Cybereason researchers have uncovered a new spyware campaign that has been active for at least three years and includes new strains of malware, rarely seen abuse of certain Windows features, and a “complex infection chain”.
According to the company’s report, a Chinese state-sponsored actor known as Winnti (aka APT 41, BARIUM or Blackfly) has been targeting numerous technology and manufacturing companies in North America, Europe and Asia for at least 2019.
The objective was to identify and exfiltrate sensitive data, such as intellectual property developed by the victims, sensitive documents, blueprints, diagrams, formulas and proprietary data related to manufacturing. Researchers believe the attackers stole hundreds of gigabytes of valuable information.
Rarely seen abuse
This data also helped attackers map their victims’ networks, organizational structure, and endpoints, giving them a head start should they decide to make matters worse (for example, with ransomware).
In its campaign, advanced persistent threat actor Winnti deployed new versions of already known malware (Spyder Loader, PRIVATELOG and WINNKIT), but it also deployed previously unknown malware – DEPLOYLOG.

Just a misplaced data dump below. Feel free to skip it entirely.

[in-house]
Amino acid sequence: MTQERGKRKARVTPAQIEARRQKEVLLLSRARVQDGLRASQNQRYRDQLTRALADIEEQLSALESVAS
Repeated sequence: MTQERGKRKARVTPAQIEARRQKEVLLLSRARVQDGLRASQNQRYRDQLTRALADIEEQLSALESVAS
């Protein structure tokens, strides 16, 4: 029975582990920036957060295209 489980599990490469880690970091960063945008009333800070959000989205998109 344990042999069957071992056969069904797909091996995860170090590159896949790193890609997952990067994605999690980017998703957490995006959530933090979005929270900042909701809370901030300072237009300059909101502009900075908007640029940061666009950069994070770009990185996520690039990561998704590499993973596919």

To deploy the malware, the group opted for a “rarely seen” abuse of Windows CLFS functionality, the researchers said. Apparently, the group exploited the Windows CLFS (Common Log File System) mechanism and NTFS transaction manipulations, allowing it to hide payloads and avoid detection by security products.
The payload delivery itself was described as “complex and interdependent”, resembling a house of cards. Therefore, it was very difficult for the researchers to analyze each component separately.
Yet they managed to piece the puzzle together and claim that the Winnti malware arsenal includes Spyder (a sophisticated modular backdoor), STASHLOG (the initial deployment tool that “hides” payloads in Windows CLFS), SPARKLOG (extracts and deploys PRIVATELOG to escalate privileges and achieve persistence on the target endpoint), PRIVATELOG (extracts and deploys DEPLOYLOG), and DEPLOYLOG (deploys the WINNKIT rootkit). Finally, there is WINNKIT, the kernel-level Winnti rootkit.